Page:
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'Threads of Time' exhibit explores cloth as culture

The "Threads of Time" exhibit contains a wide variety of dulemola, created using an elaborate, reverse appliqué technique where artisans layer colorful fabrics then cut them away to reveal intricate patterns. This contemporary example features paliwiduru, or eagle spirits. 

Culture and history are fashioned into a colorful and informative exhibition now open at Emory's Michael C. Carlos Museum.

“Threads of Time: Tradition and Change in Indigenous American Textiles,” a major exhibition on textiles native to South and Central America, will be on display through Dec. 17 in the third-floor galleries of the Carlos Museum.

The museum’s permanent collection contains over 700 examples, of which 149 will be on display, many for the first time. In addition to showing what Andean, Maya and Guna indigenous people wove and wore, the exhibition is the museum’s first ever with an accessible online catalogue (prepared with the assistance of the Emory Center for Digital Scholarship), notes Rebecca Stone, professor of art history and faculty curator of the Art of the Americas.

The catalogue has eight essays, information from all the labels and other instructional materials in the show, and professional color photographs that viewers can zoom in on to see more detail.

Textiles are not just for creative expression, looking pretty, keeping warm, or covering up — especially in South America, where they have what Stone calls “textile primacy.” A number of the woven objects in the exhibit date from 1000 to 1600 A.D., with the oldest piece in the show dating to between 100 and 200 A.D.

“They perform almost every function and also act as works of art as well," she explains. "In the Andes, the dry coast, high mountains and wet rainforest environments each mean that fiber is a great solution. Carrying cloths for long treks, fishnets for garnering protein, hammocks to sleep in, rope bridges over chasms — you name it, a textile can provide a good solution to the problem." 

Clothing is also the key to gender, status, role, ethnicity, time period and wealth, Stone noted. 

Combining cultures 

The exhibition features intricate designs and vibrant pieces made from self-colored and naturally dyed cotton and animal hair, first from indigenous camels such as the alpaca then including the Spanish-introduced sheep’s wool. Later materials include polyester and chemical dyes known as aniline developed in the mid 19th century. 

All these materials and colorants demonstrate the layers of history, and reflect the theme of the exhibition, the combination of the original indigenous culture with that brought in by the Spanish conquerors, colonists and missionaries.

The combination of cultures is clearly shown in an extensive display of cutwork “molas” – panels inserted into blouses imposed by missionaries – sewn by Guna inhabitants of the north coast and offshore islands of northern Panamá.

The elaborate, reverse appliqué patterns were not possible until the Guna women artists had access to European scissors; however, instead of adopting European quilting techniques, which create patterns by adding layers of cloth in different shapes, the indigenous artisans layered the colorful fabrics, then carefully cut them away to reveal intricate designs.

In the show, there are geometric patterns that reference the Guna belief in an eight-layered labyrinthine universe, plus diverse Caribbean flora and fauna important to their survival. One striking black-and-red example combines the two: a long stare at a series of spirals reveals a mother bird feeding her chick, the two connected at the beaks.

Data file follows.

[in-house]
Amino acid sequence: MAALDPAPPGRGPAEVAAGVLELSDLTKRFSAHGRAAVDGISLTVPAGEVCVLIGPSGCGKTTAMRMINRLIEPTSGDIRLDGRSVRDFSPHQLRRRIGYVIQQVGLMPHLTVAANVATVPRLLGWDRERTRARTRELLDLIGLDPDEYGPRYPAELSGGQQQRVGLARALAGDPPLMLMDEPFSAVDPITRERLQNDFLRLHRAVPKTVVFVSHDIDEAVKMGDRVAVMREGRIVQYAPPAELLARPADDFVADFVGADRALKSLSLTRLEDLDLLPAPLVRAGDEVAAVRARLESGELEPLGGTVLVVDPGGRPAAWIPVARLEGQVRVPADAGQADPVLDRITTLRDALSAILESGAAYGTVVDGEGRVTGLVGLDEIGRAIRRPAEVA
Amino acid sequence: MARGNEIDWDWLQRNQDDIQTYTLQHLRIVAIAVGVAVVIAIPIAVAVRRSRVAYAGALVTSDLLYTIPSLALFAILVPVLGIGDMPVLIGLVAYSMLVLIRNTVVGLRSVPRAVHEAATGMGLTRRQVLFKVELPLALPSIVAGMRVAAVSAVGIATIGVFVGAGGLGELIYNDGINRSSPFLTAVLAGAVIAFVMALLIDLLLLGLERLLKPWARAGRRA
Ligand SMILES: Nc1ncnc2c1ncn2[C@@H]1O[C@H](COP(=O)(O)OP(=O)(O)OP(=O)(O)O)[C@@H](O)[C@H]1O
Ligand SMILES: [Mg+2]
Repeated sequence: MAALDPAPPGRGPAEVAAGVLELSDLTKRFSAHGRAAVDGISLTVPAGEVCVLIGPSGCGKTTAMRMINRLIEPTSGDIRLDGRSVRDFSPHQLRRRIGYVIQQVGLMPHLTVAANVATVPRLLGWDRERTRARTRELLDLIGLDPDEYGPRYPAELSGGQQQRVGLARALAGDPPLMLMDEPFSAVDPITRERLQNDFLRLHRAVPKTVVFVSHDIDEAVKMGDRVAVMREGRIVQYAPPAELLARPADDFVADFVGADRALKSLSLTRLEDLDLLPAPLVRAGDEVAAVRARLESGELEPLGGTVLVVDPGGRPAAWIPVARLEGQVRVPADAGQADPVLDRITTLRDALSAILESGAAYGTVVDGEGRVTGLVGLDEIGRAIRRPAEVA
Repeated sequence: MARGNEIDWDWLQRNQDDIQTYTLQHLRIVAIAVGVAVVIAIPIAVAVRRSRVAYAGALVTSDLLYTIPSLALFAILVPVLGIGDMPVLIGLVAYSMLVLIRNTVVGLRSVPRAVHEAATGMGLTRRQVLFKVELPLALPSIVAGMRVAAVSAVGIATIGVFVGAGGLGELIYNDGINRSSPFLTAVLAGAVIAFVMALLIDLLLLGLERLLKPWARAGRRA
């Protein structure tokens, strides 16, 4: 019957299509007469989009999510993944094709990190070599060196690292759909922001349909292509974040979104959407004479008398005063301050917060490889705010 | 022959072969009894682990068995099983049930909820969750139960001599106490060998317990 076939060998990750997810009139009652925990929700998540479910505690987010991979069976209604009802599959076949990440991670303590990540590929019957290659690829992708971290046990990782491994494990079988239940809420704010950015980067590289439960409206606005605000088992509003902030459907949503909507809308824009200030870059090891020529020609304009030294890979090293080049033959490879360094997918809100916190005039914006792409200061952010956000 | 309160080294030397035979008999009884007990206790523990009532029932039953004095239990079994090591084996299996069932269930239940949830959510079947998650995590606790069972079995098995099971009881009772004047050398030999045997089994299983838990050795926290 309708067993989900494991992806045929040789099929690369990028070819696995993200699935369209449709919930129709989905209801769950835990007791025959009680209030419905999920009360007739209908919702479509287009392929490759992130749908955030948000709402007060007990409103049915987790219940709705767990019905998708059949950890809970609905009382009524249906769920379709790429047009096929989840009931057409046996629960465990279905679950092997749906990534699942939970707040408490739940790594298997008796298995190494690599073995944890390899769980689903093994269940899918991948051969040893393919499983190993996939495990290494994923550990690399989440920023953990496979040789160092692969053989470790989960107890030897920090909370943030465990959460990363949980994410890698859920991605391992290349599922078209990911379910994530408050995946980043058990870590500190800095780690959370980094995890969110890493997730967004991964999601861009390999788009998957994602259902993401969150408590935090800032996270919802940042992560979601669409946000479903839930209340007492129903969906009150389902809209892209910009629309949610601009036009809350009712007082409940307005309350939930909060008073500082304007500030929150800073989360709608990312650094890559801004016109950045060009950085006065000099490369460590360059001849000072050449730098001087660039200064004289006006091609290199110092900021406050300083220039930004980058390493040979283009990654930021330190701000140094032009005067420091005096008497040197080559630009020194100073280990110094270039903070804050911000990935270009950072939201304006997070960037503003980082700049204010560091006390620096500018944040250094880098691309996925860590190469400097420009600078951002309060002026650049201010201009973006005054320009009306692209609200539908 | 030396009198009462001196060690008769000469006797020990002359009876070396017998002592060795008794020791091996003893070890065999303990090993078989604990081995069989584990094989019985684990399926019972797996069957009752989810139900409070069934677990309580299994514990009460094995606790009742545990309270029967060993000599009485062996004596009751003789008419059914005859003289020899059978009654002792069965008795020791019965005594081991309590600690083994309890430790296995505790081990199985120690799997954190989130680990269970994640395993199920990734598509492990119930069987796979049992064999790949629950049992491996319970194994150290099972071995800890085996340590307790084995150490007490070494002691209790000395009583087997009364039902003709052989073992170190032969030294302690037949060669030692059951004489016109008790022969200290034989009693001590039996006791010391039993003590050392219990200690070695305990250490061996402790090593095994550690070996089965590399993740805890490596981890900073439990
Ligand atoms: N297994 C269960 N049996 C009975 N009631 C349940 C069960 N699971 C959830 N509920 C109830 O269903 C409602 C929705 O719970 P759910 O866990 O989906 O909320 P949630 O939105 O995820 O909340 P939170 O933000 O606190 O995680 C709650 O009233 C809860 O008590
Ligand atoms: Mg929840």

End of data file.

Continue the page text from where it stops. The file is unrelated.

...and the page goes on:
Similarly, Stone calls a Maya shaman’s textile the “poster child for syncretism — where worlds collide” as she describes how it was used in the Guatemalans’ parallel practice of indigenous religion and Catholicism. A shaman may even bring his sacred bundle into the Catholic mass to continue healing his client. Three items that represent weddings — ruffles, lace, brocade — locate them half-way between the Mayan and the European cultures as well.

"Threads of Time" also features a gallery of looms and weaving tools, including the portable, foldable backstrap loom used for about 5,000 years, able to weave the cloth and introduce the pattern simultaneously.

“It just looks like a few sticks. It’s not an elaborate technology," Stone says. "One of the points I want to make is the technology does not have to be complex for the results to be remarkable."

Some of the other highlights of "Threads of Time":

  • Textiles of the Guna with very elaborate and contemporary patterns, including the Trix rabbit and dogs wearing sunglasses and carrying purses, emblematic of American tourists and their penchant for buying
  • A beautiful wooden Santo figure from the late 19th century with glass eyes. “We’re almost sure it’s St. Joseph, the patron saint of the Americas,” Stone says. On display with St. Joseph are pieces of clothing made for such figures.
  • Maya skirts and shawls created with threads that were first tie-dyed, then woven using a complicated, mathematical technique to create intricate patterns 
  • 800-year-old feathers
  • A 1,200-year-old hat
  • Textiles as writing. The Inka of Andean South America used hanging, knotted threads, Stone says, in one of the only instances in which people used “knot records, kind of like computers, where everything is coded” to communicate, a form of writing later outlawed by the Spanish. 

View the Carlos Museum calendar for a variety of events related to the "Threads of Time" exhibit, including gallery talks, lectures and hands-on art workshops for children, teens and adults.

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